It would be truly fantastic if I could announce that there was “more than meets the eye” to Michael Bay’s triumphant two-and-a-half hour robot melee, Transformers. Alas, this is not the case. However, when the director is the hyper-presentational Bay, what meets the eye is quite a lot.

This is not to say that there is not a plot hidden beneath the gears and sheet metal of this film. Rather, it is a simple admission that Transformers achieves little more than an extended flurry of sparks and mutating metal action. Then again, does anyone go to a film about robots fighting looking for a philosophical treatise? Of course, any such agenda would ruin the entire viewing experience.

Transformers tells the tale of Sam Witwicky (Shia LaBeouf) who buys, or is rather chosen by, a beat-up yellow Camaro which turns out to be a good-guy alien robot (known as an Autobot) sent to protect the young boy from the forthcoming mecha-war on Earth. The reason for this special security is a pair of his great-grandfather’s spectacles, which have encoded upon them the location of the Allspark, a magic cube which created the Autobots and their enemies, the Decepticons.

A tough (but friendly hearted) crew of fellow Autobots gather around Witwicky to explain the dire importance of finding the Allspark to prevent the Decepticons from obtaining its power and transforming earth machines into an alien army that will ravage the universe. Meanwhile, the Decepticons decimate American armored forces in their parallel pursuit of the Allspark. Robot war ensues.

It would be unjust to say that the plot and characters are paper thin. Despite how fashionable it is to decry Bay as all flash and no content, he makes a strong effort to keep the film human. The wonderfully charming LaBeouf delivers an incredibly sophisticated and amusing performance and, overall, Bay succeeds in maintaining a warm spirit in the film. It is no small accomplishment for such a core to be preserved beneath the many layers of steel, testosterone, and robo-geekery. At the end of the day, Witwicky is the film’s protagonist and not the lead robot, Optimus Prime. Cheers.

Up to this point, the visual effects and “cool” factor have been lurking in the periphery of the review but the question demands to be confronted, “Are the robots jaw-dropping and does the action make you pump your fist with enthusiasm?” Put simply, it is by sheer force of will alone that I uncurl my fingers from their cheer long enough to type this review. CGI has never looked less cheesy, a commendation owed not only to the animation wizards at Industrial Light and Magic but to Bay, as well, whose will to actually blow up as many things as one man possibly can serves the movie’s realism wonderfully.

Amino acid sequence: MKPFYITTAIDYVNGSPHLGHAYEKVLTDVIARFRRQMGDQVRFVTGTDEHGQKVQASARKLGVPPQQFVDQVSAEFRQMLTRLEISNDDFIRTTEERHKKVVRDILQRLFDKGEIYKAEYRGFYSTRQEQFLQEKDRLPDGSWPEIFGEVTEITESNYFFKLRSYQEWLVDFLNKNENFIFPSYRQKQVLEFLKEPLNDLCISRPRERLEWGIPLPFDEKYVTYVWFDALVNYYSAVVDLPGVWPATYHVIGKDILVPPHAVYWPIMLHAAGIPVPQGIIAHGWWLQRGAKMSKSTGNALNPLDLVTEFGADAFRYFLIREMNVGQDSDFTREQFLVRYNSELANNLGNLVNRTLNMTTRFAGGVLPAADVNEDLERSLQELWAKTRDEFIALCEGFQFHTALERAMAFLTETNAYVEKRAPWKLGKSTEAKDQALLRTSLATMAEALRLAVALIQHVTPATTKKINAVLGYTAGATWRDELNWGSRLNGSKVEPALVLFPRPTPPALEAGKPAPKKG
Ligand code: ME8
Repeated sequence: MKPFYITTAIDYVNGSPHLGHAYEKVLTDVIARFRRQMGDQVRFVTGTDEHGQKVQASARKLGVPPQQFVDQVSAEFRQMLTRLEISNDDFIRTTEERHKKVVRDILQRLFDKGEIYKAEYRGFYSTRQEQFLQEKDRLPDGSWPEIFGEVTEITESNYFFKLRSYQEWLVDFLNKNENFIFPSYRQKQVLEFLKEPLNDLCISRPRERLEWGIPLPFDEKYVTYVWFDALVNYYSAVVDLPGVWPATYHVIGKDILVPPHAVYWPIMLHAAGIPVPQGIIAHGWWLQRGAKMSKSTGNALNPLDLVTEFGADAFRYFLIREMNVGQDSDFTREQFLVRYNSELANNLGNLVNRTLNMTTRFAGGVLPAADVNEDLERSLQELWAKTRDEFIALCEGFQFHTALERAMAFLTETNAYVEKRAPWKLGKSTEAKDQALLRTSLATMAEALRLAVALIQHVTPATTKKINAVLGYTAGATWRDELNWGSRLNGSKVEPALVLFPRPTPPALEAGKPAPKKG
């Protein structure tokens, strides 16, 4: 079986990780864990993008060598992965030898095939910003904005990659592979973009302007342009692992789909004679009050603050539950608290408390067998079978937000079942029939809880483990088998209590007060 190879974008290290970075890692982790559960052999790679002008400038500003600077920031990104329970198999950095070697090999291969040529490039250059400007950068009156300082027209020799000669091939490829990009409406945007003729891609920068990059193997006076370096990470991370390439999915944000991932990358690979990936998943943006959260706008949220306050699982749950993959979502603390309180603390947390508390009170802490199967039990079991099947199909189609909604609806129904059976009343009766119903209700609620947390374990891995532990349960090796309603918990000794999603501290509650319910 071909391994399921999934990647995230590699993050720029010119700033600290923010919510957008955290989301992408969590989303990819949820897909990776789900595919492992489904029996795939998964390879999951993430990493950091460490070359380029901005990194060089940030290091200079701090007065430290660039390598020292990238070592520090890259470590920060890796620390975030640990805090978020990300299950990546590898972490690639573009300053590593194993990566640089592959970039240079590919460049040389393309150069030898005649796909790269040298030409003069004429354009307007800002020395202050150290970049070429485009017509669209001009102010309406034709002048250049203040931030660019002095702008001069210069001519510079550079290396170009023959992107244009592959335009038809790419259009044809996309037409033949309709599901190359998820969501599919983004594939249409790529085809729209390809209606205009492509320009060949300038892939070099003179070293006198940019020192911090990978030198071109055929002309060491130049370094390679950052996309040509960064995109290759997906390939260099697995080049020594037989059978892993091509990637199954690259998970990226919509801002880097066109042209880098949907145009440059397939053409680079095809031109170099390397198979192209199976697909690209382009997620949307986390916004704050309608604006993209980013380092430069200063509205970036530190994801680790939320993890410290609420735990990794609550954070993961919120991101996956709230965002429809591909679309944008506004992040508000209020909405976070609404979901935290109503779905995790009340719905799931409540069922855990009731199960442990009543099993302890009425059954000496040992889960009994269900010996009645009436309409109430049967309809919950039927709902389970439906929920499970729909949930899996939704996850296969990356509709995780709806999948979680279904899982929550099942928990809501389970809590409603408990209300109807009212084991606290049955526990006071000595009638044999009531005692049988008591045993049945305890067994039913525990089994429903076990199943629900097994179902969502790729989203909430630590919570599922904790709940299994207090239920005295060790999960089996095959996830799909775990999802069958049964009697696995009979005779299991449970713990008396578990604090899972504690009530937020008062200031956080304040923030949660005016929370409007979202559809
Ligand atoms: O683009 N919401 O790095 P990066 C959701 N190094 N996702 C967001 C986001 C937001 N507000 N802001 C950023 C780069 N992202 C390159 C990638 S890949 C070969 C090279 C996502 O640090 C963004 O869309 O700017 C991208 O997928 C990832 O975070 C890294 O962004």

The detail of the models is incredible and the minutiae of the transformations, incomprehensible. Consider how impressed you are when you think about the patience and time it must have taken for a kindly old tinkerer to have built a ship in a bottle. Now imagine a fully functional Spanish Armada in a snow globe. That is what Bay and his visual effects wunderkinds have created in this film.

Furthermore, Bay’s frenetic camera hurtling through miles of dolly track finally seems at place within this movie. The hyper-technological character of the film is well served by such cinematographic slickness, the viewer often feeling as if their viewpoint is as precisely articulated as their robot heroes.

Does this film have flaws? Of course, it does. Despite her heartbreaking gorgeous looks, Megan Fox (as Mikaela Banes) has her performance devoured by the far more adroit LaBeouf. How one quirky, curly haired boy could rob an audience’s eyes from Fox is mind-blowing and a true testament to his chops.

There are some directorial gaffes, as well: Who thought it would be anything short of farcical to have Josh Duhamel sound a warcry as he slides on his back over concrete between a robot’s legs? If this doesn’t sound ridiculous, watch the movie and try not to laugh. However, when all is said and done the film easily spackles over its faults with “Wow” and nothing about its action disappoints.

Complimenting the feature on the two-disc special edition, are some of the most polished special features recorded on DVD. A wealth of interviews and making-of’s populate the second disc, all edited razor sharply and introduced with glossy, glowing menus. The featurettes only heighten one’s awe for this film as one is privileged to the gargantuan undertaking. LaBeouf proves to be equally affable in real life as when acting, and Bay’s enthusiasm makes you forgot the man just directed the film. This special edition truly sets the bar for fat action volumes.

RATING 7 / 10